Your body is a machine, and machines need fuel.
Making sure you have the right amount and type of fuel in your body before you exercise will improve your performance, make working out more enjoyable, and get you to your results quicker.
Here’s everything you need to know about eating before a workout:
Timing is important for a pre-workout meal.
If you eat too close to your workout, you won’t give your body enough time to digest the food, and you might feel bloated.
If you eat too long before your workout, you’re likely to burn through your energy source before you even start.
The ideal time is 30-60 minutes before your workout. Adjust according to how you feel during the exercise. Try to have a snack with a bit of carb, protein, fats, but emphasize the carbs.
Carbs are fuel for your muscles. When you eat carbs, your body stores its glucose as glycogen.
When you put your body through short, high-intensity exercise, that glycogen is the first source of energy for your muscles. As this glycogen runs out, you’ll find your energy and intensity diminished.
Before your workout, it’s a great idea to eat some simple, easily digestible carbohydrates. This will give your muscles the energy you need to power through your workout.
Fruits: Bananas and apples are awesome pre-workout snacks. They’re high in carbohydrates and natural sugars. They’re also easily digestible, portable, and delicious.
Grains: Things like oats, whole-wheat bread, and granola are fantastic for a workout. Try mixing them with fresh or dried fruit and nuts!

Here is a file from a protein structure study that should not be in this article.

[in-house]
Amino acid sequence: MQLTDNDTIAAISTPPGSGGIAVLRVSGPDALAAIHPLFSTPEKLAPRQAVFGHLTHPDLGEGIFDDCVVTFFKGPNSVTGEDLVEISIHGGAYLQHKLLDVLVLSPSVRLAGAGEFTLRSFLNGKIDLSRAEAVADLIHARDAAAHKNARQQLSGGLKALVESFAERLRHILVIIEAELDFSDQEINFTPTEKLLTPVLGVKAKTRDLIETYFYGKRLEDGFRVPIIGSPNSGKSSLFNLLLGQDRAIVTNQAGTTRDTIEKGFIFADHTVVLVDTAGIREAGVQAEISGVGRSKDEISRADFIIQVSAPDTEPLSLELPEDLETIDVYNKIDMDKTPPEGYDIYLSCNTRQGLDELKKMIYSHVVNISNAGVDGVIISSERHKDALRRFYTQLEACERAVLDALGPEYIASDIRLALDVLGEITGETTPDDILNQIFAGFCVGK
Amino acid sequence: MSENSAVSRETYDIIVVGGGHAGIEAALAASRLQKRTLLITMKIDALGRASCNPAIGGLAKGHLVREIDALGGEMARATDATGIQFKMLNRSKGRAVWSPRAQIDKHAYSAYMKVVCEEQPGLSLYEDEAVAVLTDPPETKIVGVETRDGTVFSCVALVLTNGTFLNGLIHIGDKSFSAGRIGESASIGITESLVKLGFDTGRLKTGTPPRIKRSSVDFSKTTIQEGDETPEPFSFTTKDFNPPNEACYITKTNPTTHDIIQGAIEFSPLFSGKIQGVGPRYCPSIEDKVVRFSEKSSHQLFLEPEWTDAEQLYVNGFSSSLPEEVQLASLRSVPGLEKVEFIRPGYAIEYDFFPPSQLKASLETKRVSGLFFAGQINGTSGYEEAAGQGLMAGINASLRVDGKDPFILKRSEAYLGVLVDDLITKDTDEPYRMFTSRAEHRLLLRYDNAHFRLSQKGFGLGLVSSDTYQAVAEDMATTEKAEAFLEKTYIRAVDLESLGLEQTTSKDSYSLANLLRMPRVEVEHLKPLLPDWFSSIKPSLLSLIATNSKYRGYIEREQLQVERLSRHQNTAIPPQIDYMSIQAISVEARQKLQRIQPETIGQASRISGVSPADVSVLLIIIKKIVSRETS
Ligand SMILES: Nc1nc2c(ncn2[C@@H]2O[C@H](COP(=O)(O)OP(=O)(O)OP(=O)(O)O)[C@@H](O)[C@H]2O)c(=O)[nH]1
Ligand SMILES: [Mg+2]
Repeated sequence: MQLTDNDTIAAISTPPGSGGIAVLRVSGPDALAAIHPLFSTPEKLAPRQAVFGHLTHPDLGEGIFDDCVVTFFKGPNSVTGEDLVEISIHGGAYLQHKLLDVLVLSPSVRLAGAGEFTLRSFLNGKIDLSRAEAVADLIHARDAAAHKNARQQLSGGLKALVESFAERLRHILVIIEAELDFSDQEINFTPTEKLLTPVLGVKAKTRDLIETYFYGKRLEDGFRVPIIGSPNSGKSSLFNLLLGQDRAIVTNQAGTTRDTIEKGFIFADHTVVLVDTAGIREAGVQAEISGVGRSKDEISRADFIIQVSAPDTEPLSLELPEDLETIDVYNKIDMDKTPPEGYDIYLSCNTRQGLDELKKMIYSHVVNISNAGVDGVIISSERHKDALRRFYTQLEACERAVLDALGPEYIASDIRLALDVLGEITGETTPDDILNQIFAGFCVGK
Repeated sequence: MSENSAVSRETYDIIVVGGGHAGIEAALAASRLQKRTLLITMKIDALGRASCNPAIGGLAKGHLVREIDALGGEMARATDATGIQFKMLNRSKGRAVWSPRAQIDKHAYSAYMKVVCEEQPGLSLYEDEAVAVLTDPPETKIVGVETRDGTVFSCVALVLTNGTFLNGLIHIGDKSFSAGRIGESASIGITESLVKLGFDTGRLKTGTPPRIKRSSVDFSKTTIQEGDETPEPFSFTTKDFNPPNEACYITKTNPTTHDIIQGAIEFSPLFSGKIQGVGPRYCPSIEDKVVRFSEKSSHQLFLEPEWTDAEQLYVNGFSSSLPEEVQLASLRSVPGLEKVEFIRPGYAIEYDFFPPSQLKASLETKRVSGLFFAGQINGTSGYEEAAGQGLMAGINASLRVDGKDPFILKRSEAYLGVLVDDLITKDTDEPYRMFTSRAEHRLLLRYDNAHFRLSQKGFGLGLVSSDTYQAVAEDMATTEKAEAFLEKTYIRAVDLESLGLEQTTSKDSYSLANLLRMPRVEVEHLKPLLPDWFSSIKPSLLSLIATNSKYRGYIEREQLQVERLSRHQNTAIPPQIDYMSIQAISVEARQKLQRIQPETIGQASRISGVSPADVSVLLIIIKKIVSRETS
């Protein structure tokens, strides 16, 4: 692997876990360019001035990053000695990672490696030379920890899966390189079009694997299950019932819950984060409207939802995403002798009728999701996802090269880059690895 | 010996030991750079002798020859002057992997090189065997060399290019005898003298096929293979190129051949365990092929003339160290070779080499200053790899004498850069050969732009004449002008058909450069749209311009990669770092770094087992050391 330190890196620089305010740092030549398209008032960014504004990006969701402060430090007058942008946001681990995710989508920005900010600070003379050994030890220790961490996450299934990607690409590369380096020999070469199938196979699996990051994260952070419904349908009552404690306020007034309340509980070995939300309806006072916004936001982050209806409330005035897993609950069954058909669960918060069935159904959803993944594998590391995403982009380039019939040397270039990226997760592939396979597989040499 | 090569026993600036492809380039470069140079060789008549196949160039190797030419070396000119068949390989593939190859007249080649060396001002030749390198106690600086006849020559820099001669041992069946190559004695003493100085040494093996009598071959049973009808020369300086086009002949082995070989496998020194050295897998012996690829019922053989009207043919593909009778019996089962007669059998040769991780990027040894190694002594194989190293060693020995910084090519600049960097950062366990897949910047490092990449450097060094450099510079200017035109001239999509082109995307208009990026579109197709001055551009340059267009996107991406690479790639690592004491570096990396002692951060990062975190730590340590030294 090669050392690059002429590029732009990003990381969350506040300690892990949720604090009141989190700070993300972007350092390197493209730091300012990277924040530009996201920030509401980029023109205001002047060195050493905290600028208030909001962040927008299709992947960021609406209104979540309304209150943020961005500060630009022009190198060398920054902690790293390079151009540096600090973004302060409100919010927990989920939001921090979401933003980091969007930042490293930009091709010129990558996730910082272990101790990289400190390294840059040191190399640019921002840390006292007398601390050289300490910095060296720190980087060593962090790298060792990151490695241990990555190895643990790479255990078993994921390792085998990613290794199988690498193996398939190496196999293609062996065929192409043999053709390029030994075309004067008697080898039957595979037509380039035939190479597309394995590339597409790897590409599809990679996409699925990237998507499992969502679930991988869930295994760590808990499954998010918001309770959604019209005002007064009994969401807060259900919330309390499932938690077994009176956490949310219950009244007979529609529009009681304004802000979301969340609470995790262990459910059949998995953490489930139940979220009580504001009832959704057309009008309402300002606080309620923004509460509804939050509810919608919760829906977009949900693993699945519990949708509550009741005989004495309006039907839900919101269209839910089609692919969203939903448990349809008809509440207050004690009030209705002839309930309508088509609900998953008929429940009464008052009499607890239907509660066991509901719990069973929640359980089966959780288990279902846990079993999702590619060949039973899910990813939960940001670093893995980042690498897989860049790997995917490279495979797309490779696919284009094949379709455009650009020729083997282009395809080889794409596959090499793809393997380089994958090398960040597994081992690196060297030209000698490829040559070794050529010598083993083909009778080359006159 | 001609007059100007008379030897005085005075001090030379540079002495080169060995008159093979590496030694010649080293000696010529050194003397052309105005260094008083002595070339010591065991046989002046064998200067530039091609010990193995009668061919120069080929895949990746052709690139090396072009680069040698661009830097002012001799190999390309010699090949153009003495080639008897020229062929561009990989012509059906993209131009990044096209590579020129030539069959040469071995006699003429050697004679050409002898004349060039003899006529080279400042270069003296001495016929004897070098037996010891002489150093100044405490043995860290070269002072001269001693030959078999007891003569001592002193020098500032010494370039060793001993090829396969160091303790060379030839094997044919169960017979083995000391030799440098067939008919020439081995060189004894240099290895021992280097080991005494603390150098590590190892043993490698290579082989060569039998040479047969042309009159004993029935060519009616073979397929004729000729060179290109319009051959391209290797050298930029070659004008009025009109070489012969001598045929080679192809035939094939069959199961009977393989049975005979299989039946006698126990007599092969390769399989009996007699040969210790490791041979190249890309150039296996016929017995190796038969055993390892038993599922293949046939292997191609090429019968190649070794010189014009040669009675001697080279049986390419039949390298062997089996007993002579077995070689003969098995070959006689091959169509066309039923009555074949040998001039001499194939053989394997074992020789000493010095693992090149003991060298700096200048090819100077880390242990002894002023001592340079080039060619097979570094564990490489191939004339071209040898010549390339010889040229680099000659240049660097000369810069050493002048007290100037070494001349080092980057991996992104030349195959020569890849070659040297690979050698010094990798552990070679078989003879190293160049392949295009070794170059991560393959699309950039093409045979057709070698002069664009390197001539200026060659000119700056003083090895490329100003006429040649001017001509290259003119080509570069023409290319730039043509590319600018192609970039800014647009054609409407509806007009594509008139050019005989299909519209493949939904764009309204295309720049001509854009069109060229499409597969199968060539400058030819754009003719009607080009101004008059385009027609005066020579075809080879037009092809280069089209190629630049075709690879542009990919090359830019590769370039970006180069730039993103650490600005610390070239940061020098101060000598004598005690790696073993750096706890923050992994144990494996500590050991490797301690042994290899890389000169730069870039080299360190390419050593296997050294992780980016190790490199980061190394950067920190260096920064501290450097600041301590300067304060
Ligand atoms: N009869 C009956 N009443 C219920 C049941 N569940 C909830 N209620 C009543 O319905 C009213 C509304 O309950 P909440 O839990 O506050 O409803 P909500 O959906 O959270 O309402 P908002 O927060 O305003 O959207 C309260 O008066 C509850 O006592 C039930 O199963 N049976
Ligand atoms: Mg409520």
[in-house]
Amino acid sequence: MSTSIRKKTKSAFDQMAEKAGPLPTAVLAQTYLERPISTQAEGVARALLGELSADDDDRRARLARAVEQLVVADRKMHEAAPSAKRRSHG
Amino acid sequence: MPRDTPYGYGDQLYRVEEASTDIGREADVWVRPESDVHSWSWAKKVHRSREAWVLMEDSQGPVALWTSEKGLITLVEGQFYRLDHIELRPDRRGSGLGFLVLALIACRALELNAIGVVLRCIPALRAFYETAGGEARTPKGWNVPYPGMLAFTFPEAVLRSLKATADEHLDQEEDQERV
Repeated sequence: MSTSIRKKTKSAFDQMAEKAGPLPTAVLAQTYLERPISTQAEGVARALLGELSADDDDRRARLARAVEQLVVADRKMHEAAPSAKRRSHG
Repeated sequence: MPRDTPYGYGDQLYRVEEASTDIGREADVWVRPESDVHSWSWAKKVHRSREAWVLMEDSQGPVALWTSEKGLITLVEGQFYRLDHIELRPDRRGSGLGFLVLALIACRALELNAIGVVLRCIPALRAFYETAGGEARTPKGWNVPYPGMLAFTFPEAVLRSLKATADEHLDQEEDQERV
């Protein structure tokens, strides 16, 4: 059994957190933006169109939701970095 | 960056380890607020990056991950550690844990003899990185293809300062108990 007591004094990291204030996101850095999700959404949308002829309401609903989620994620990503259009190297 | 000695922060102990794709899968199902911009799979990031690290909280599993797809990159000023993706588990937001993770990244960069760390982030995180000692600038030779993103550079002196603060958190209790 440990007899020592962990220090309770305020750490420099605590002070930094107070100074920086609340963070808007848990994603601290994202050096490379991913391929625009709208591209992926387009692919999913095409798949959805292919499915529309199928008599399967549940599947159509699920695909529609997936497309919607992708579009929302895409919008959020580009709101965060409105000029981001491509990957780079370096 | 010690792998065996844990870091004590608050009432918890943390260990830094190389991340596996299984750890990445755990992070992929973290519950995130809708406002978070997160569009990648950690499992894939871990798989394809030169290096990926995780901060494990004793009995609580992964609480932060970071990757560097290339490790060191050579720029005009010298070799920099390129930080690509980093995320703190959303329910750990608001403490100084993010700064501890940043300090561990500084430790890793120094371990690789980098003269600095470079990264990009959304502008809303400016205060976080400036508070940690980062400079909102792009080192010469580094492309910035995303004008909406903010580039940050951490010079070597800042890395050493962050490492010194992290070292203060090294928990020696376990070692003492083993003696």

Protein is essential post-workout to help your muscles recover, but it’s also good before one.
Some studies have shown that eating protein before exercise can improve strength, recovery, and muscle growth.
If you want to give your muscles a jumpstart on recovery, try eating some lean proteins before you exercise.
Sources: Grilled chicken, fish, and jerky are all great sources of quickly edible proteins.
They take a little more time to digest, so try eating them an hour before your workout.
Cottage cheese and Greek yogurt are also great sources of protein that can be eaten with fruit and other carbs to maximize your gains!
While carbs are the ideal source of fuel for shorter, high-intensity workouts, fats are what you need for longer, moderate exercise.
When your glycogen stores run out, your body switches to stored fats. When you’re doing long, sustained exercises such as running, your body will benefit from some extra fats in your diet.
Fat is not necessarily bad. There are plenty of healthy fats that you can eat. Look for things unsaturated fats – avoid saturated and trans fats.
Sources: Avocados, olive oil, and nuts are all great sources of healthy fats. Avocados and nuts are easy to add to other good pre-workout snacks, such as trail mix and healthy sandwiches.
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